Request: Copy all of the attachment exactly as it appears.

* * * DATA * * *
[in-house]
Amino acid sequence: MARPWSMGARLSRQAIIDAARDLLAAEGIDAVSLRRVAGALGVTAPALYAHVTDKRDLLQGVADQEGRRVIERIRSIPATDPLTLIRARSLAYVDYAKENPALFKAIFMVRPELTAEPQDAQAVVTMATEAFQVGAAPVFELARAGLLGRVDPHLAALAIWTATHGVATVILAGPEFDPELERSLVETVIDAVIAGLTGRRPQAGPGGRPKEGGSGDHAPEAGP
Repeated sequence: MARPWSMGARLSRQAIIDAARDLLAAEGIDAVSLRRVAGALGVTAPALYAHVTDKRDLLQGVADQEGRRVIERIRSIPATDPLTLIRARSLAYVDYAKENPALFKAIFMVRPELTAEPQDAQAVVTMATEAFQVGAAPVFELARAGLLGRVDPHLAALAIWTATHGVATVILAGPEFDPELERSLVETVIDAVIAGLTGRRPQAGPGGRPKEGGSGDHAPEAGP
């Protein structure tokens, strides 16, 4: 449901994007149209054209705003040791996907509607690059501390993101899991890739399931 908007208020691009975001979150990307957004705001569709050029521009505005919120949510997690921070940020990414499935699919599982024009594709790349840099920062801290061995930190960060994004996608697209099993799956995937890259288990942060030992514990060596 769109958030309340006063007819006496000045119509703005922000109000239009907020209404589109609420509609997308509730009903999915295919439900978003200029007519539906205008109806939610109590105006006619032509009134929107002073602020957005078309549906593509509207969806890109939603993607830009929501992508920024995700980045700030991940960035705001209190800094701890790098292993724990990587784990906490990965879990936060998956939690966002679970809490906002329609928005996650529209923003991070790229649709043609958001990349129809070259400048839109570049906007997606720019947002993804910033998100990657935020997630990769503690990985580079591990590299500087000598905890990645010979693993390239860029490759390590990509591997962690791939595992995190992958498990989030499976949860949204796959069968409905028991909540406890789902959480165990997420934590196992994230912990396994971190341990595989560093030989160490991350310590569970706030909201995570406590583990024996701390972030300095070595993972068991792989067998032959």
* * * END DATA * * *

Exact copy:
[in-house]
Amino acid sequence: MARPWSMGARLSRQAIIDAARDLLAAEGIDAVSLRRVAGALGVTAPALYAHVTDKRDLLQGVADQEGRRVIERIRSIPATDPLTLIRARSLAYVDYAKENPALFKAIFMVRPELTAEPQDAQAVVTMATEAFQVGAAPVFELARAGLLGRVDPHLAALAIWTATHGVATVILAGPEFDPELERSLVETVIDAVIAGLTGRRPQAGPGGRPKEGGSGDHAPEAGP
Repeated sequence: MARPWSMGARLSRQAIIDAARDLLAAEGIDAVSLRRVAGALGVTAPALYAHVTDKRDLLQGVADQEGRRVIERIRSIPATDPLTLIRARSLAYVDYAKENPALFKAIFMVRPELTAEPQDAQAVVTMATEAFQVGAAPVFELARAGLLGRVDPHLAALAIWTATHGVATVILAGPEFDPELERSLVETVIDAVIAGLTGRRPQAGPGGRPKEGGSGDHAPEAGP
């Protein structure tokens, strides 16, 4: 449901994007149209054209705003040791996907509607690059501390993101899991890739399931 908007208020691009975001979150990307957004705001569709050029521009505005919120949510997690921070940020990414499935699919599982024009594709790349840099920062801290061995930190960060994004996608697209099993799956995937890259288990942060030992514990060596 769109958030309340006063007819006496000045119509703005922000109000239009907020209404589109609420509609997308509730009903999915295919439900978003200029007519539906205008109806939610109590105006006619032509009134929107002073602020957005078309549906593509509207969806890109939603993607830009929501992508920024995700980045700030991940960035705001209190800094701890790098292993724990990587784990906490990965879990936060998956939690966002679970809490906002329609928005996650529209923003991070790229649709043609958001990349129809070259400048839109570049906007997606720019947002993804910033998100990657935020997630990769503690990985580079591990590299500087000598905890990645010979693993390239860029490759390590990509591997962690791939595992995190992958498990989030499976949860949204796959069968409905028991909540406890789902959480165990997420934590196992994230912990396994971190341990595989560093030989160490991350310590569970706030909201995570406590583990024996701390972030300095070595993972068991792989067998032959």